On Nov. 13, 1971, a perfect autumn football Saturday at Sanford Stadium in Athens, Ga., Auburn quarterback Pat Sullivan clinched the Heisman Trophy. I was there in the press box covering the game in my former journalistic life for the daily newspaper in Florence.
On Nov. 13, 2010, another perfect autumn day, I sat in the press box at Jordan-Hare Stadium in Auburn, perhaps watching another Auburn quarterback nail down the Heisman award with a performance equal to, if not better than, the one I witnessed 39 years ago.
The 1971 game came at a time when both Auburn and Georgia were unbeaten and were in contention for the national championship. Auburn was ranked sixth, Georgia eighth, and the showdown in Athens, like the one last Saturday in Auburn, was of significant national interest.
Georgia coach Vince Dooley, an Auburn alumnus, remembers his 1971 team as one of the best he had ever coached. Although they had allowed 25 points to Oregon State in their opening game, Georgia had given up just four touchdowns in their next eight games.
Sullivan finished the game with 14 for 24 in passing for 248 yards and four touchdowns as Auburn demolished the Bulldogs 35-20. “We were beaten by the best quarterback I’ve ever seen,” Dooley, a former Auburn quarterback himself, said after the game. “Sullivan was a super player having a super day, and if Sullivan is Superman, then (Tiger receiver) Terry Beasley is Boy Wonder,” Dooley added.
“Underneath that 7 is an S,” Sports
headlined its report on the game, adding that Sullivan “can do everything but leap tall buildings in a single bound.”
After the game Shug Jordan, the late Auburn coach, snapped back when someone suggested that Sullivan might not win the Heisman Trophy. “Maybe not, but if someone else does get it, I’ll bet he’s Christ reincarnated.” Sports Illustrated
reported that after the comment a look of horror crossed Shug’s face, and he held up his hand. “Hold it. I’m a religious man and now I’ll be up all night saying Hail Marys. Maybe I had better say that if someone else gets it, he’ll have to be, ah, magnificent.”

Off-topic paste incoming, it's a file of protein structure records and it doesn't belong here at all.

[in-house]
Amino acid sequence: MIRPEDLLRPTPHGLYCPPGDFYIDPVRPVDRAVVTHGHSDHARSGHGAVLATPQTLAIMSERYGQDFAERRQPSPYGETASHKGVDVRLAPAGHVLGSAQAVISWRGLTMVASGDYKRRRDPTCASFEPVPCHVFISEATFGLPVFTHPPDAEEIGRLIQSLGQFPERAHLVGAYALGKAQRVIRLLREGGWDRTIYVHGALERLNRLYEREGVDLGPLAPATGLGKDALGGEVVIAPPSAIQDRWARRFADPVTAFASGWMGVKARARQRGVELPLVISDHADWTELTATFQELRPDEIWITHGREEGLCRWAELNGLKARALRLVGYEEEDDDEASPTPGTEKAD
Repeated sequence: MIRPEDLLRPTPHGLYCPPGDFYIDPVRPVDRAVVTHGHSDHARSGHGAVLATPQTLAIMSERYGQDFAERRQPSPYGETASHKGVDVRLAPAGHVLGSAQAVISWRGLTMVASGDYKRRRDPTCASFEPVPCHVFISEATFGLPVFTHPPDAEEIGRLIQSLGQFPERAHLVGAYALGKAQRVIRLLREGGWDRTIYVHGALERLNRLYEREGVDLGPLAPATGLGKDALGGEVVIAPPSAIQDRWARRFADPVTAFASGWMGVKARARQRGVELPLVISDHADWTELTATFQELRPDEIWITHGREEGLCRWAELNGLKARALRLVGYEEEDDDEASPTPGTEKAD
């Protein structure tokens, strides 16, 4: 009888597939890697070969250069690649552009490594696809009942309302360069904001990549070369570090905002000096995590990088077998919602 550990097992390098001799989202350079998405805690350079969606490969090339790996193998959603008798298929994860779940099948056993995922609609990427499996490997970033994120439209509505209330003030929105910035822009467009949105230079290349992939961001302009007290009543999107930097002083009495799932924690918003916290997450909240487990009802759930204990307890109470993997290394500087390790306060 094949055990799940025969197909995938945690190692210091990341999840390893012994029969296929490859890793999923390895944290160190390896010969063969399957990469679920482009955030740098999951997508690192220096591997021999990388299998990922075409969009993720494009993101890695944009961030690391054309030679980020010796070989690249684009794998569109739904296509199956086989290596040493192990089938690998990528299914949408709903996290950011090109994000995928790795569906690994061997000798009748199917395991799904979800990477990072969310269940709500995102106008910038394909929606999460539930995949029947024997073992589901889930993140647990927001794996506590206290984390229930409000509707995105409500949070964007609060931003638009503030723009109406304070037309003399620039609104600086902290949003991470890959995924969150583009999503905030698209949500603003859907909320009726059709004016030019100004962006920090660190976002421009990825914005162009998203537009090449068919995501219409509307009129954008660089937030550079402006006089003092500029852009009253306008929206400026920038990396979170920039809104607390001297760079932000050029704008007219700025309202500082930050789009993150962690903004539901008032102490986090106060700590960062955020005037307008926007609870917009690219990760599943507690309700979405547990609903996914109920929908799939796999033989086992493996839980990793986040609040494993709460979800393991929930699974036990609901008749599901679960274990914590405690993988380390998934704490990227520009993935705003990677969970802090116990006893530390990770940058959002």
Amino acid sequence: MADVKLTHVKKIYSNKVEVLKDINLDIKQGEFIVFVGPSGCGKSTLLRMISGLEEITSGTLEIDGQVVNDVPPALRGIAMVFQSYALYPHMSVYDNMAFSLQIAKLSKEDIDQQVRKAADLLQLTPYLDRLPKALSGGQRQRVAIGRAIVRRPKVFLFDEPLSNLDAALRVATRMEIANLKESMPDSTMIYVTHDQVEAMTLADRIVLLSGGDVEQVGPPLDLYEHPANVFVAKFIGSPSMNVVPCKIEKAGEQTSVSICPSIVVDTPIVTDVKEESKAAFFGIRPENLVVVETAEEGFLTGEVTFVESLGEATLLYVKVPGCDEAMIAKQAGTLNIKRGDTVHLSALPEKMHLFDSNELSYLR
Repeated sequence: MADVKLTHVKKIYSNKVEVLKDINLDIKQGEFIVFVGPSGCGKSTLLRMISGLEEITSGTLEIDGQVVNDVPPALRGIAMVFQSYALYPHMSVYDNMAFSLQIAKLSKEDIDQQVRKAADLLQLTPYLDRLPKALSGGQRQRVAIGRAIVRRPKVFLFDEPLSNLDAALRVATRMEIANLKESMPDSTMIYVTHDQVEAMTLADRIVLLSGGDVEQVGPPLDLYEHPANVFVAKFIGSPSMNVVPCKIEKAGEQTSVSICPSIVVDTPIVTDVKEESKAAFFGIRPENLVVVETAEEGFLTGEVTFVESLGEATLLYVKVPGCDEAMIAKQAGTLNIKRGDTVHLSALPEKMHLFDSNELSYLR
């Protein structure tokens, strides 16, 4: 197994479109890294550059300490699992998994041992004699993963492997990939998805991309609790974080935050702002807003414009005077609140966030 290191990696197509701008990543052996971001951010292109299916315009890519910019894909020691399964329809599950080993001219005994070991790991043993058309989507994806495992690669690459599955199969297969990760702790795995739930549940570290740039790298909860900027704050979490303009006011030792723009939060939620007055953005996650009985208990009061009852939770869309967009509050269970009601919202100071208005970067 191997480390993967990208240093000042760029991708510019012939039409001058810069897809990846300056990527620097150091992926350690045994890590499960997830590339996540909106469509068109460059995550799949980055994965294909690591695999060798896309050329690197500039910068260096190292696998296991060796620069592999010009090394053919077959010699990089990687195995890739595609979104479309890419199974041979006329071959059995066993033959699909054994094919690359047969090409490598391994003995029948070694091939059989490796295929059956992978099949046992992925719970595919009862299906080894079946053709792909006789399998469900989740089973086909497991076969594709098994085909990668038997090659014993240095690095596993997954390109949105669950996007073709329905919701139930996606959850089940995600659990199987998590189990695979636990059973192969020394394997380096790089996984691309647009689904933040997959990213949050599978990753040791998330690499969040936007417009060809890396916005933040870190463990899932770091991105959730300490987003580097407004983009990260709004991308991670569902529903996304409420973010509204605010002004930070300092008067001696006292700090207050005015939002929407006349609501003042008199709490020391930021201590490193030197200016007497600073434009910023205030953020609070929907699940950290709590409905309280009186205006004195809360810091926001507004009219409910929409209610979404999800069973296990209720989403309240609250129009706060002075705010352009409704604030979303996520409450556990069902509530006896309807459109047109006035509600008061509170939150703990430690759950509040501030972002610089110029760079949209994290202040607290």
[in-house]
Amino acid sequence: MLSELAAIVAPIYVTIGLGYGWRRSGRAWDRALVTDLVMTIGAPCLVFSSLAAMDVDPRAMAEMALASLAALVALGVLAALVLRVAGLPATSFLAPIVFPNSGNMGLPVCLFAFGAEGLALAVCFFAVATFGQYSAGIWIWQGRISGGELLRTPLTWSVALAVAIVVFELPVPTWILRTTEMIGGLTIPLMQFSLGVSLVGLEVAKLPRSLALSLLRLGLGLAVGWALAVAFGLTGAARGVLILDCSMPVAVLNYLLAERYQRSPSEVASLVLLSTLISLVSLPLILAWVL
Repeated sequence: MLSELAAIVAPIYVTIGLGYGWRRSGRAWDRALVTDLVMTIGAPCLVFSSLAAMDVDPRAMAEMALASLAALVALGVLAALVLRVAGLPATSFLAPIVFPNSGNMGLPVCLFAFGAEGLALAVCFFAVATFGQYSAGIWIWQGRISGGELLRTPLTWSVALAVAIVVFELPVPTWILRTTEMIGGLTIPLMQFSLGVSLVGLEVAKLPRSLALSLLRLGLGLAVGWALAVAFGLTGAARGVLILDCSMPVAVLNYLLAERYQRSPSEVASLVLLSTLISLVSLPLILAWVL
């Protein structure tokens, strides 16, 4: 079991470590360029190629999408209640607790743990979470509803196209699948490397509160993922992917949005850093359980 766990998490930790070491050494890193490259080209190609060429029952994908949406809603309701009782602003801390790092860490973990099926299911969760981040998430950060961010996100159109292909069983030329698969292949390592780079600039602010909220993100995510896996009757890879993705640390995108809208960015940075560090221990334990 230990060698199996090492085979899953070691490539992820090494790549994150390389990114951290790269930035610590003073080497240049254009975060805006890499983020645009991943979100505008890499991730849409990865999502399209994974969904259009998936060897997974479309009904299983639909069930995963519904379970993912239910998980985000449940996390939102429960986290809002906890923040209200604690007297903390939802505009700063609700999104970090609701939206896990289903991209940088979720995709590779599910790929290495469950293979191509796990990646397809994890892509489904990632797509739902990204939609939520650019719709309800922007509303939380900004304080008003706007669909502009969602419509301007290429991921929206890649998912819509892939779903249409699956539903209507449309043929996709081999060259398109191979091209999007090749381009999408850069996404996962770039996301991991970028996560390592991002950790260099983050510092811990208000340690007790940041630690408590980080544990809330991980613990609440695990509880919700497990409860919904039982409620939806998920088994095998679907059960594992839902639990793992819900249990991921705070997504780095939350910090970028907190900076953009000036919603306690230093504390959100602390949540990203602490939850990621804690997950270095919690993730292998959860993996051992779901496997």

As good as Pat Sullivan was there’s an Auburn quarterback who led Auburn over Georgia 39 years-to-the-day later who may be better and should win the Heisman this year if he can overcome the actions of an over-zealous parent.
If Pat Sullivan could be called “Superman” by the nation’s premier sports magazine, then there’s just not a superlative left descriptive enough for Cam Newton. He was named SEC co-offensive player of the week Monday after completing 12 of 15 passes for 148 yards, rushing 30 times for 151 yards and scoring four touchdowns in the 49-31 victory over Georgia.
But perhaps the most impressive statistic is that Auburn converted 10 third downs in the game Saturday and Newton carried the ball all 10 times. He has now become the first player in SEC history to have accumulated over 2000 yards passing and 1000 yards rushing in the same season. It was the fifth time this season that Newton has won or shared the SEC offensive award.
If he was not involved in any of the alleged discussions regarding the attempted playfor pay arrangement orchestrated by his father, Newton should win the Heisman. He is the most complete college quarterback I have ever seen.
Nissan, the presentation sponsor for the Heisman Award banquet, which will be telecast on ESPN Dec. 11 at 7 p.m., has one of the 942 votes for the award and they are letting the public decide for whom that one vote will be cast. Newton was leading when I checked on Monday with 38 percent of the votes. Patrick Peterson of LSU and Denard Robinson of Michigan followed with 15 and 12 percent. Search on your computer for Nissan and Heisman to access the site.
A correction on Dr. Bronner’s pay
Last week I reported that David Bronner, CEO of the Retirement Systems of Alabama, is now paid $611,000, up from $518,000 of 18 months ago. That amount was incorrect. He is actually paid $23,499.75 for each of the state’s 24 pay periods for a total salary of $563,994. I had forgotten that several years ago the state changed from 26 to 24 each year.